Second, it is important that we also address diversity needs much more directly. As I have already discussed, demographic reality demands that we work much harder to create a high-tech workforce that truly looks like America. This will require a cadre of professionals, managers and technicians in STEM-related disciplines that are representative of the population.
We have been taking a close look over the past two years at various efforts we could undertake to improve the participation of Minority Serving Institutions across all of our activities. There are several steps we will take, both immediately and across the next five years, to respond to this need. Although we had anticipated making this announcement as part of our FY '05 budget request in February, let me share with you some of our thinking now.
There are several steps that will be taken in the near term. As I have mentioned before the President's FY '04 budget request seeks a significant increase in funding for the Louis Stokes Alliances for Minority Participation (LSAMP) program. This program has been singled out as having in place a number of "best practices" approaches to improving minority STEM enrollment and retention. We will also place greater emphasis on the success of the LSAMP efforts in placing students into graduate programs and involving them in other NSF research related activities. We look forward to leveraging this success by vertically and horizontally integrating all of our research and education programs, including LSAMP.
That alone, however, is not enough. Mr. Chairman, it has become clear to me that our efforts to integrate programs aimed at increasing the number of students who pursue studies in science, technology, engineering and mathematics at all levels, while successful, have also created a situation where no one person is responsible for supervising and tracking the individual efforts of our directorates. That is why I am creating a new senior position within the Office of the Director to oversee all of our efforts to increase representation by underrepresented groups in science, technology, engineering and mathematics. The person in this position will report directly to me, will be given the authority within NSF to ensure that the individual directorates are held accountable for their various pieces of this effort, and will serve as NSF's chief link to the community. I expect to have someone in this position very soon.
In addition, although NSF's efforts at increasing support for Minority Serving Institutions have been successful in our Education and Human Resources programs, we have been lagging behind this effort in our Research and Related Activities accounts. Therefore, the person in this new position will work with each of NSF's Assistant Directors to determine how MSIs can most effectively participate in our Research and Related Activities, including but not limited to activities such as:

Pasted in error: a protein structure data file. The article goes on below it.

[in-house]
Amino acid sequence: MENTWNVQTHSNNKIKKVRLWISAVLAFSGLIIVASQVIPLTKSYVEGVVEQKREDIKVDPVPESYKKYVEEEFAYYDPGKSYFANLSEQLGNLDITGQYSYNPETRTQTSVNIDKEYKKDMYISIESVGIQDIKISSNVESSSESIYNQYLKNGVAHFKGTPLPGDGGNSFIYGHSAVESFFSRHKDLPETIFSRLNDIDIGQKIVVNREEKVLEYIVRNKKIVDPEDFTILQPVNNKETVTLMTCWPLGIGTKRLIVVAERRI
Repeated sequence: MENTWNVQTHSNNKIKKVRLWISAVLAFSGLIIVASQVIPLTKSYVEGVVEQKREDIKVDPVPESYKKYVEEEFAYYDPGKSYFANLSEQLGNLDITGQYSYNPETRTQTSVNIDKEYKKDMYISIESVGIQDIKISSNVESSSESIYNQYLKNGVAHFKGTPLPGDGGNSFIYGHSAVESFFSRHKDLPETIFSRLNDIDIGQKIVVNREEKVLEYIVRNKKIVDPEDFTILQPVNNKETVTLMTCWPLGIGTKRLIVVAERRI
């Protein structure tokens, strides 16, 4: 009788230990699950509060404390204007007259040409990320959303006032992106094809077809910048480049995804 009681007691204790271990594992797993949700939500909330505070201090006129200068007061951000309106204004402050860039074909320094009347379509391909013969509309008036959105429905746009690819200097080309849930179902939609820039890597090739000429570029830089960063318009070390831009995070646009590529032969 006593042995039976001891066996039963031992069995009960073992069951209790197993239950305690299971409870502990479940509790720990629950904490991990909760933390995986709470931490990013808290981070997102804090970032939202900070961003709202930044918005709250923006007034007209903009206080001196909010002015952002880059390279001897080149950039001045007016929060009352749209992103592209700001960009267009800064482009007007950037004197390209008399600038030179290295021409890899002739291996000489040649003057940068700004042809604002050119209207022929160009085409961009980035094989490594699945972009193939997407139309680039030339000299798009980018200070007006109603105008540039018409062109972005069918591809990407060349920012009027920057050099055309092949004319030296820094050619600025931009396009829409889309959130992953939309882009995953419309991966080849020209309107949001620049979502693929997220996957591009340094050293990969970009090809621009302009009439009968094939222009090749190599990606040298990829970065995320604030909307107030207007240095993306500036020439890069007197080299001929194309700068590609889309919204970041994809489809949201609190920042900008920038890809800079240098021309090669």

- Identifying specific opportunities within all directorates that are relevant to MSIs and establishing a plan for increasing the participation of those institutions;
- Providing travel and support funds for professors and students from MSIs to work in summer positions at NSF-supported multi-user facilities;
- Developing a systematic program of travel grants for professors from MSIs to attend professional meetings, workshops, and other professional development activities;
- Ensuring greater outreach so that MSIs have the information they need to be competitive in programs to provide classroom laboratory instrumentation; and
- Establishing a program of awards to MSIs to support faculty attendance at proposal writing workshops and to provide summer salary awards to enable faculty to write proposals.
The Math and Science Partnership (MSP) initiative should also serve as an important point of entry for MSIs to the National Science Foundation. Many current MSP programs involve school districts serving a significant proportion of minority and disadvantaged K-12 students. I will ask the person in this new position to work with our MSP team to schedule workshops at MSIs to assist them in developing viable partnerships for future Math and Science Partnership competitions.
Mr. Chairman, I see these as first steps in expanding NSF support to MSIs -- but only first steps. I want to develop a trusting, mutually advantageous, long-term working relationship between every directorate within NSF and the MSI community, and I believe this new position will do just that. I also believe it will put in place the final piece of the puzzle that is needed to ensure compete vertical and horizontal integration of these important programs.
Let me assure you that NSF stands ready to work with the committee to achieve our common goal of meeting the requirements of our 21st century workforce. Our future economic and national security demands a coherent strategy that will fully utilize all of America's human resources in science and technology.
Mr. Chairman I appreciate your, and your Subcommittee's longstanding support of NSF. I would be pleased to answer any questions that you may have.
1 Many of the LSAMP alliances include Minority Serving Institutions. However alliance participants include a broad and diverse group of institutions.